With a body of work already behind him that includes creating TV shows like Lost and Alias, directing movies including Mission: Impossible III and rebooting the Star Trek franchise with two blockbuster films, writer/producer/director J.J. Abrams has taken on the biggest challenge of his career by co-scripting and directing Star Wars: The Force Awakens, the seventh chapter in the most iconic genre franchise of all time.
A passionate Star Wars fan, Abrams and Lucasfilm head Kathleen Kennedy had one goal in mind, as he puts it: to make a movie worthy of the original, universally beloved trilogy. Melding the classic cast of Harrison Ford, Mark Hamill, Carrie Fisher and Anthony Daniels with newer faces like Oscar Isaac, Adam Driver, Daisy Ridley and John Boyega was the first step, while going old school with as many of the visuals as possible was another. While the plot remains under wraps for another week or so, Abrams shared his creative goals with us during our chat this past weekend at the film’s press junket.
You didn’t want this job at first – you were a little hesitant. How did your thinking evolve on that?
Well, I’d say no for various reasons, one of which was that I done other sequels, and I cared about the project so much that the potential of a Star Wars movie was a little intimidating. But then when I met with Kathy Kennedy and we started talking about what this thing could be, it didn’t take much convincing to get drawn in. It was such an unbelievable and crazy opportunity.
What was your mandate in continuing the story?
Well, to my absolute surprise, there was no mandate from anyone. There was no mandate from Kathy, other than it be something that felt worthy of the opportunity. No mandate from Disney, which was shocking to me – they didn’t say anything about what they needed. They just let us do our job and I think part of that was because we had Kathy Kennedy sort of at the helm of this, of Lucasfilm.
But working with Lawrence Kasdan, who of course wrote Empire Strikes Back and Return of the Jedi, the only mandate that we had – and it was really sort of his term – was that the movie be delightful. And I think what he meant by that, which was a thing that really struck a nerve for me, was that it had to have that feeling that we both had when we first saw Star Wars. It had to be genuinely, viscerally thrilling. Not to say delightful is all happy, you know, but to say that it is something that needed to have that power, and so it was one of the little touchstones that we had in the beginning of the process: “Does this feel like it’s the right thing for this movie?” Because it was a very important and specific opportunity that we didn’t want to screw up.
How far did you want to go in terms of marrying the look of this film to the original films? Obviously you’re making a movie in 2015 and there’s a lot of different things going on, but you wanted to use a lot of practical effects and so on…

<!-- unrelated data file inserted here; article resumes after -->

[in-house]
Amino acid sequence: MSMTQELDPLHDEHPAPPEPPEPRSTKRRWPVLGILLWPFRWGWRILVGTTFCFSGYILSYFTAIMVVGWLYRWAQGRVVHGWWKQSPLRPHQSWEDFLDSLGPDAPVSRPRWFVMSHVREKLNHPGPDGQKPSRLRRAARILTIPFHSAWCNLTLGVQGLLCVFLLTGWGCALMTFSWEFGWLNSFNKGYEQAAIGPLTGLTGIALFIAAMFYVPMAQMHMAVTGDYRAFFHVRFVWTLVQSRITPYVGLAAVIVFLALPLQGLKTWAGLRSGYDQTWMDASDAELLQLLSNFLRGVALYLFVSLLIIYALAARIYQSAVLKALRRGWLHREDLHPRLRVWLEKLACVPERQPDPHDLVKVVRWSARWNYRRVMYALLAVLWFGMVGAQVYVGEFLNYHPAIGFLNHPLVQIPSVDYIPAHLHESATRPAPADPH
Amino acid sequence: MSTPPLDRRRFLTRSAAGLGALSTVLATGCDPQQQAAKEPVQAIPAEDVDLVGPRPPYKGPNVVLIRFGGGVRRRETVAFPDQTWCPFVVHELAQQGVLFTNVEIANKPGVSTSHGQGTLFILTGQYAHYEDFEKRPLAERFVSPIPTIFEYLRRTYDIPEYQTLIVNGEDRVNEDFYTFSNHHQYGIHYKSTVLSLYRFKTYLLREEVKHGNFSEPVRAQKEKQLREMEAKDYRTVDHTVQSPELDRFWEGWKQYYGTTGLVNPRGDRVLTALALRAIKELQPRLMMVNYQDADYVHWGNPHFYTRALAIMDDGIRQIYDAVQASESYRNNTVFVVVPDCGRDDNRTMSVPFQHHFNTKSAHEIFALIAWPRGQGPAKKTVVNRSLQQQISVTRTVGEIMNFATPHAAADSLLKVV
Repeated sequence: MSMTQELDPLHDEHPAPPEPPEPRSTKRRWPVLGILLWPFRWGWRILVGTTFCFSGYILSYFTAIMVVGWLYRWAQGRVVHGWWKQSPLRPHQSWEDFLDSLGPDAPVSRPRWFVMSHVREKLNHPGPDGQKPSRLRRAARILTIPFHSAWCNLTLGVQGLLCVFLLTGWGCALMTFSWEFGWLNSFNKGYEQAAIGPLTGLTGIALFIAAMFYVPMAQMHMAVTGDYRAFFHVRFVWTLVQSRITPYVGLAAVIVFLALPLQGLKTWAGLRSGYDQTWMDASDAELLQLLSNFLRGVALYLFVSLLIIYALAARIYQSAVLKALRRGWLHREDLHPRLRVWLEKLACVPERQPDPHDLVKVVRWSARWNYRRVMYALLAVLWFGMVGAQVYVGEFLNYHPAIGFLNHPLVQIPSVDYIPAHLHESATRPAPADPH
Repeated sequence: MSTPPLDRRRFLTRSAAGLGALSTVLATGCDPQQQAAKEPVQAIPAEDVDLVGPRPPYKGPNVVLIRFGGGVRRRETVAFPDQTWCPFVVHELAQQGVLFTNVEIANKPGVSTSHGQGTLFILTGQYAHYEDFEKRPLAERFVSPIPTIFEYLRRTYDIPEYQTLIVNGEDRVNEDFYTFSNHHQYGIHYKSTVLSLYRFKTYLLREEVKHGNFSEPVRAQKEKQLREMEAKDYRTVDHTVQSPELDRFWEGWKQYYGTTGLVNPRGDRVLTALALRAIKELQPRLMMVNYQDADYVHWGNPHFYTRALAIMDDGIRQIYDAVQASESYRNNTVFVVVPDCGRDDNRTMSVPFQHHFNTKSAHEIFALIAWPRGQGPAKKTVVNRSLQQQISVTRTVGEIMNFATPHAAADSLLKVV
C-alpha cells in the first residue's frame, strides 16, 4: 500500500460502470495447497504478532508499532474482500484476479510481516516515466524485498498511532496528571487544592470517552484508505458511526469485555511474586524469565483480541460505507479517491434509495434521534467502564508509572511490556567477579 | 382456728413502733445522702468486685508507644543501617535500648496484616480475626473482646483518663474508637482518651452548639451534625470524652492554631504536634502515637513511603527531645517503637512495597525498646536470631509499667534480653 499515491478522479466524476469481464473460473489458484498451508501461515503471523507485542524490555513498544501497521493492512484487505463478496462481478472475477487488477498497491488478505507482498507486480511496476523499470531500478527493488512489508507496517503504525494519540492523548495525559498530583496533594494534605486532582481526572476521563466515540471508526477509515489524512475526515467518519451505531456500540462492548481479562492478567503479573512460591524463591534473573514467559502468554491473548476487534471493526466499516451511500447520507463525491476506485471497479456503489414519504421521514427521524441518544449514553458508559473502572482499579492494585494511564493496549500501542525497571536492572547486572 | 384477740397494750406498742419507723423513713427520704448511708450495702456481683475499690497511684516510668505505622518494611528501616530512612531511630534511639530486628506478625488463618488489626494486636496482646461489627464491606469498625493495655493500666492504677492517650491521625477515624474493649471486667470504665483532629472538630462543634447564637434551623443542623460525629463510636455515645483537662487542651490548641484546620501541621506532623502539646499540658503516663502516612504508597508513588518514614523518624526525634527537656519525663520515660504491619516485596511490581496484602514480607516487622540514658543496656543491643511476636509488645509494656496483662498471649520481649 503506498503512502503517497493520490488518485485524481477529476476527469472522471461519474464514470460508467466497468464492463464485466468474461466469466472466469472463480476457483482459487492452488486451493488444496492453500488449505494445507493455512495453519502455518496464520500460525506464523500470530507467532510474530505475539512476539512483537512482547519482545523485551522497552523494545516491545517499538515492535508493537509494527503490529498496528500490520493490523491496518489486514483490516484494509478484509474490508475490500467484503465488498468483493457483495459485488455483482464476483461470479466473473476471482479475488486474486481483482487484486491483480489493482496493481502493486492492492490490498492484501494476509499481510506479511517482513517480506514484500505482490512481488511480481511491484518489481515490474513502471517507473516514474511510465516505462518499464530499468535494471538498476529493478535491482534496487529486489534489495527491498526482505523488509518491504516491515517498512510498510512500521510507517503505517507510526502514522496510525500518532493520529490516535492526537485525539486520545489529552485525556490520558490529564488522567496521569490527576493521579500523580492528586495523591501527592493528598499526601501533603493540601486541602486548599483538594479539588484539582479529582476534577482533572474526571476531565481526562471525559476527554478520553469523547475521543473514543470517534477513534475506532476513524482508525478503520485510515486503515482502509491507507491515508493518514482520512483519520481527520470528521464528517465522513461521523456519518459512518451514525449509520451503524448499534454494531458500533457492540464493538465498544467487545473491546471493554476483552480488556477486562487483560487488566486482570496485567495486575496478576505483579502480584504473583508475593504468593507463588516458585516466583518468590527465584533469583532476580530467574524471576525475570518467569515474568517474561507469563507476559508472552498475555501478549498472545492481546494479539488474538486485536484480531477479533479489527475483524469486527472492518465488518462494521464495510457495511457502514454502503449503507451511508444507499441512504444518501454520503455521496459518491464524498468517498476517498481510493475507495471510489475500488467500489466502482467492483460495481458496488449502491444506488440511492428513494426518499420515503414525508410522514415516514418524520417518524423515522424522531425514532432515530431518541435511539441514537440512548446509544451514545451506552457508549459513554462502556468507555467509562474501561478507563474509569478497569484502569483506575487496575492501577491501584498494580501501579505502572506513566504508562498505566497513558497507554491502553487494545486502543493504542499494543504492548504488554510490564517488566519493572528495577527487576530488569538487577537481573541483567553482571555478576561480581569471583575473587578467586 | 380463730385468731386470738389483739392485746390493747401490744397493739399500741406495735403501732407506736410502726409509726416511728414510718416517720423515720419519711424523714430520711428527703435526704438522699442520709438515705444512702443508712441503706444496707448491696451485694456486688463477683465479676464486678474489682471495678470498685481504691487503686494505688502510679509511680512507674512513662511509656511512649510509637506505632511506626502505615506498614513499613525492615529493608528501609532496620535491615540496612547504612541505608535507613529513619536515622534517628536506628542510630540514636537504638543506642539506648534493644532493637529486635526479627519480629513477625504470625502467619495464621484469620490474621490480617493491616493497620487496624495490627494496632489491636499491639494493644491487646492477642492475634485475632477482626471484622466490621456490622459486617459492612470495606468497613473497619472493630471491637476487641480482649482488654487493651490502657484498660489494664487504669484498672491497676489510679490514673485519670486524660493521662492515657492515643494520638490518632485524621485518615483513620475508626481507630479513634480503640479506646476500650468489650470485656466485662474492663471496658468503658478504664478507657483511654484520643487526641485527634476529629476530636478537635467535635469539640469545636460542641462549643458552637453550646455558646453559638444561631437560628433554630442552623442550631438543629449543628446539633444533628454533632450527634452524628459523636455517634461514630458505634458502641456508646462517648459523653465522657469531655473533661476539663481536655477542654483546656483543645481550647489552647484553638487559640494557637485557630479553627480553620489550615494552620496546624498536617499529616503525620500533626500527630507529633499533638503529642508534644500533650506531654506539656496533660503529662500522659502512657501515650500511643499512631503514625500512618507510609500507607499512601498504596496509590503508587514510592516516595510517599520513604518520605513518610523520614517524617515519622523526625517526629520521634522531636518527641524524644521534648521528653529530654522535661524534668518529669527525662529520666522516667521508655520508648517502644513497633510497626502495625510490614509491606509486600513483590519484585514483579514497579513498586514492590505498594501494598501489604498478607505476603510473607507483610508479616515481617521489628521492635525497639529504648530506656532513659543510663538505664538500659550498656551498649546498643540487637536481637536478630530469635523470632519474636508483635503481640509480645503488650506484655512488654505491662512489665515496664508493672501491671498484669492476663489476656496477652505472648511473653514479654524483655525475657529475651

This was really important, that the movie, in a way, go backwards to go forwards. This was very much about new characters and a new story, and like Star Wars has always been at its best, a generational tale of understanding young people and understanding their place in the world. So these are brand new characters that we’re meeting, but I wanted it to look and feel the way the original trilogy did – which is to say, when I saw those two droids in the desert of Tatooine, that was real. Like, I knew it. I didn’t know necessarily that they were shooting in Tunisia, I didn’t know how they did what they did, I just knew as a kid, as we all did, that’s real.
There was something about seeing that that inspired us to shoot in Abu Dhabi and shoot in Ireland and Wales, and build elaborate sets at Pinewood, exterior and interior. So it was very much a conscientious thing to have BB-8, the new droid, be a performed character and not a CG thing we add later. It helped in countless ways, mostly for the actors, to be able to be on sets and interacting with creatures and ‘droids and things that were physically, tangibly there and use CG, in many cases, to remove things –remove the puppeteer, remove the legs sticking out of the bottom of the creature, that kind of thing.
The film is directed by J.J. Abrams and stars Harrison Ford, Mark Hamill, Carrie Fisher, Adam Driver, Daisy Ridley, John Boyega, Oscar Isaac, Lupita Nyong’o, Andy Serkis, Domhnall Gleeson, Anthony Daniels, Peter Mayhew and Max Von Sydow. Kathleen Kennedy, J.J. Abrams and Bryan Burk are producing with Tommy Harper and Jason McGatlin serving as executive producers. The screenplay is by Lawrence Kasdan & J.J. Abrams and Michael Arndt.
Star Wars: Episode VII – The Force Awakens releases in theaters on December 18th, 2015, followed by Rogue One: A Star Wars Story on December 16th, 2016, Star Wars: Episode VIII on May 26th, 2017, and the Han Solo Star Wars Anthology film on May 25th, 2018. Star Wars: Episode IX is expected to reach theaters in 2019, followed by the third Star Wars Anthology film in 2020.